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Snapshot of American Consumer Amid Coronavirus Pandemic

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While staying indoors more might lead to greater online spending, consumer spending is down amid the coronavirus pandemic.

The inaugural quarterly Consumer Trends Report from e-commerce platform Jungle Scout revealed that 43% of consumers said their overall spending has decreased.

How else have consumers shifted because of the COVID-19 crisis? Here’s what we learned.

Financial stress is causing consumers to tighten their purse strings

With 9.8 million people unemployed across the U.S. as of April, many have suffered financial setbacks. The Consumer Trends Report survey showed:

  • 56% of U.S. consumers said they’re living paycheck to paycheck
  • 48% said they’ve experienced unforeseen financial setbacks in the past three months
  • 23% said they’ve received some form of a loan (federal, private, family or student) in the past three months
  • 22% said their income is lower than it was three months ago

Because finances are tight, American consumers have been scaling back their spending. In fact, nearly 3 out of 4 are becoming more mindful of where they’re spending money, and 70% are shopping for products with a less-hefty price tag.

Priorities: Due to the pandemic, Americans have been prioritizing family, physical well-being and mental health, finances and pets, while putting education and traveling on the back burner.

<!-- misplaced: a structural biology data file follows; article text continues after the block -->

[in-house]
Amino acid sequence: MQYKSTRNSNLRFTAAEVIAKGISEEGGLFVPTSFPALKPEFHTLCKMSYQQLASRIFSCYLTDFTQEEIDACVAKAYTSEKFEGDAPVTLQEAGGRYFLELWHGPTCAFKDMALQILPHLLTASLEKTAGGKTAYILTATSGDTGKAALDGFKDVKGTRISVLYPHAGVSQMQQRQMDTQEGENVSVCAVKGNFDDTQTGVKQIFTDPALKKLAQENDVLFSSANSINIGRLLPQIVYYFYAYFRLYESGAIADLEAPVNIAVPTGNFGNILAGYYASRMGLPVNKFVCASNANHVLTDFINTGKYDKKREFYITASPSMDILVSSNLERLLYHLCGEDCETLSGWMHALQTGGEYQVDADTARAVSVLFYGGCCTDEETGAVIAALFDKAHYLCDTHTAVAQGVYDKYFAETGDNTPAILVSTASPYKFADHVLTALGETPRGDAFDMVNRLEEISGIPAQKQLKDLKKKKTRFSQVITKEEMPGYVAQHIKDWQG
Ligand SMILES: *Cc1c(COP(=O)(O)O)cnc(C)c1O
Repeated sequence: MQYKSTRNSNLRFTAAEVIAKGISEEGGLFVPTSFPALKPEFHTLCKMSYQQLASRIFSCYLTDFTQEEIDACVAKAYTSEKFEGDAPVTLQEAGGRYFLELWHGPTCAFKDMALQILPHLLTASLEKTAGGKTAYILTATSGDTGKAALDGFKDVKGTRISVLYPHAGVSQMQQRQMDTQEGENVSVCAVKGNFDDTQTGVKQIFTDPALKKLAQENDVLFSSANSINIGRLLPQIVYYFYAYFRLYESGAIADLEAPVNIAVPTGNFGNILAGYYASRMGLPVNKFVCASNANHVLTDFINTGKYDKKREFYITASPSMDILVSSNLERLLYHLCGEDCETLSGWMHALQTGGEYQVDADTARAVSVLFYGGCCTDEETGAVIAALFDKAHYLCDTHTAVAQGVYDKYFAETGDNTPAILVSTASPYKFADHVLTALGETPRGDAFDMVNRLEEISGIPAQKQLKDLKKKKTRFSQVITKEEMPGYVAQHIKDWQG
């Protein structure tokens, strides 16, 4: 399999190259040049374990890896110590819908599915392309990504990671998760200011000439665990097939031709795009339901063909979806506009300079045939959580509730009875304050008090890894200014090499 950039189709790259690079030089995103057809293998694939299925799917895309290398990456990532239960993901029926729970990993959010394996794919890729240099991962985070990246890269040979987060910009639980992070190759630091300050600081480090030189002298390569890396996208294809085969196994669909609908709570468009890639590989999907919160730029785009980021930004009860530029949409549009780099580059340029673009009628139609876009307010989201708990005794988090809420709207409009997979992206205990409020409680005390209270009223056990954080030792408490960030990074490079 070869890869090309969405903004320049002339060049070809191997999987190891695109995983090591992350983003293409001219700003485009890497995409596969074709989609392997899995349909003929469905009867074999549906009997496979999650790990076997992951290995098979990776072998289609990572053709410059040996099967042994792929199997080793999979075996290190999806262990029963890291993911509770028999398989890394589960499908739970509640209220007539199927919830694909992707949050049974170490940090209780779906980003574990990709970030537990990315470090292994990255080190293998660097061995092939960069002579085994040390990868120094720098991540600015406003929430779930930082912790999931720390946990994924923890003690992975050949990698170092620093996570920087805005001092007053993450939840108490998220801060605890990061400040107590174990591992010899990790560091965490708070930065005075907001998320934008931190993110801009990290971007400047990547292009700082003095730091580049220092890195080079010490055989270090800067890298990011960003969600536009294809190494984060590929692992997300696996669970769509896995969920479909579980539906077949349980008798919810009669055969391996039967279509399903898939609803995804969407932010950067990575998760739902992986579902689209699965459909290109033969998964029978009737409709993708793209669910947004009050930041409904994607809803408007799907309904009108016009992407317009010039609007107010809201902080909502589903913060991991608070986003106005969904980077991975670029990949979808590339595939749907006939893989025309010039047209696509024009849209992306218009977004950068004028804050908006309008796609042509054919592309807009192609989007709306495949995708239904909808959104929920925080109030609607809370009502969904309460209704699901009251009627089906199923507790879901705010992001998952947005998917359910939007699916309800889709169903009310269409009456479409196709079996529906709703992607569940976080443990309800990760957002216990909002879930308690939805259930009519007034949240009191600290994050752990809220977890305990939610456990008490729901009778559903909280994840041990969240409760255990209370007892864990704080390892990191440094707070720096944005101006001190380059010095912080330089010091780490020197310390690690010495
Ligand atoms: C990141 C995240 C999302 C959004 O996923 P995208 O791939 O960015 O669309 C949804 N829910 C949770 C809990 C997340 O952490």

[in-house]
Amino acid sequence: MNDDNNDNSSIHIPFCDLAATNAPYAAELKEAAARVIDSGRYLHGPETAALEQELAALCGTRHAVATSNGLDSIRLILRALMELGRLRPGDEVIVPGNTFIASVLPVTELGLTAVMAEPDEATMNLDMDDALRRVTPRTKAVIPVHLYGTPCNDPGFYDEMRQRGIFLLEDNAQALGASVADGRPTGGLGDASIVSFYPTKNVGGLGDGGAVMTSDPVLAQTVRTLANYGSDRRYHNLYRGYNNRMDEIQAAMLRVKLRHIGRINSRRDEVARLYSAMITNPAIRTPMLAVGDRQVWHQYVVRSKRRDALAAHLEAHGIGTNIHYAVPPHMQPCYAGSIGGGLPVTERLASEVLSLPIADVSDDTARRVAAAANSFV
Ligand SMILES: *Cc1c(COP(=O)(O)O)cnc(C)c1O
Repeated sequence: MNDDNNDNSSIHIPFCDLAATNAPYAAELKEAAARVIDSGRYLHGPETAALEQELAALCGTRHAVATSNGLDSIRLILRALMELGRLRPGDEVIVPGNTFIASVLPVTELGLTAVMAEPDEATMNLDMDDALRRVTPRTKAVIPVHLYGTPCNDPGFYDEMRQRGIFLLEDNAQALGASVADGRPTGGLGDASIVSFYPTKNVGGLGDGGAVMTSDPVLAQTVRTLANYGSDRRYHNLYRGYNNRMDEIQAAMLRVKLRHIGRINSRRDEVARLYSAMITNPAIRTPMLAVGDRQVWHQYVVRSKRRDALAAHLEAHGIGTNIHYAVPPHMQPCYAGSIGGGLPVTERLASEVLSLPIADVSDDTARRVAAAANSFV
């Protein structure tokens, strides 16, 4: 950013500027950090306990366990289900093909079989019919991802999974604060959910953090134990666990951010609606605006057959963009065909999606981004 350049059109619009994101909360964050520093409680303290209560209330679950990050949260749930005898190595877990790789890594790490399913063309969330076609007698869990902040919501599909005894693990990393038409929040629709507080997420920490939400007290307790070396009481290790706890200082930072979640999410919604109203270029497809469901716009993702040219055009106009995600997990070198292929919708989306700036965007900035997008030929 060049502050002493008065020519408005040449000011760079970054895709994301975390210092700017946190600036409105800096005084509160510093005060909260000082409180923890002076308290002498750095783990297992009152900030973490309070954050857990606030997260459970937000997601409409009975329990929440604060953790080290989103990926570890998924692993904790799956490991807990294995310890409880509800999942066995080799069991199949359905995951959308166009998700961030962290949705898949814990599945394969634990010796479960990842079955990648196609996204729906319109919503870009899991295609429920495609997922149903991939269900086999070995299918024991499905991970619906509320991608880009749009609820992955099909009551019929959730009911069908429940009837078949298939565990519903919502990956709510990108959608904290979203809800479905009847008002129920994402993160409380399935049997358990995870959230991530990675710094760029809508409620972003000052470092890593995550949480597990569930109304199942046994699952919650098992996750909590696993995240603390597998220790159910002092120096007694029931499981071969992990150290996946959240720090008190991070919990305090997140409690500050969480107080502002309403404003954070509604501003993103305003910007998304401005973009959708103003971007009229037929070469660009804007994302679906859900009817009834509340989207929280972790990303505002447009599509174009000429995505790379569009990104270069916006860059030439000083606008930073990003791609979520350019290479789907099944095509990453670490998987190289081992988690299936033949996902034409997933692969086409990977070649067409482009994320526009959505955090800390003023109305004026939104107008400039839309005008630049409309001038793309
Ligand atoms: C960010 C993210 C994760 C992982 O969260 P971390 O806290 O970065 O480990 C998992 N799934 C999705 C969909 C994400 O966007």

Top money stressors in 2021: Savings, income, monthly expenses

Financial stress is on the rise, so the Consumer Trends Report examined financial stressors among Americans.

Stressor: Not having enough

  • 57% cited not having enough emergency savings
  • 52% cited not having enough saved for retirement

Stressor: Lacking a steady income

  • 50% cited an up-and-down income
  • 39% cited job security

Stressor: Paying monthly expenses

  • 46% cited utility bills
  • 42% cited rent or mortgage
  • 41% cited medical bills

Stressor: Covering debt

  • 40% cited credit card debt
  • 39% cited feeling they’ll always be in debt
Cost-consciousness: Sixty-nine percent usually research products before deciding to buy, while the same percentage typically make shopping lists or do some sort of planning before making a purchase. The silver lining? That money they’re saving is going into growing their money.

How Americans are getting financial support — and how they handle setbacks

The fact remains — 43% of those surveyed said they’re depending on government stimulus checks. In addition to the types of loans mentioned above, here are the other forms of financial support Americans are receiving or using:

  • 19%: credit cards
  • 6%: grants and scholarships
  • 4%: retirement savings or home equity

Should finances be tight from an unexpected expense or a drop in income, 45% of those surveyed said they’d pull from savings or scale back on expenses to cover a shortfall. But 34% said they wouldn’t be able to afford a setback and would rely on borrowing money, using a credit card or taking out a loan.

Methodology: Austin, Texas-based Jungle Scout surveyed 1,005 consumers between Jan. 26 and Jan. 29, 2021, about their spending behaviors and preferences during the COVID-19 pandemic.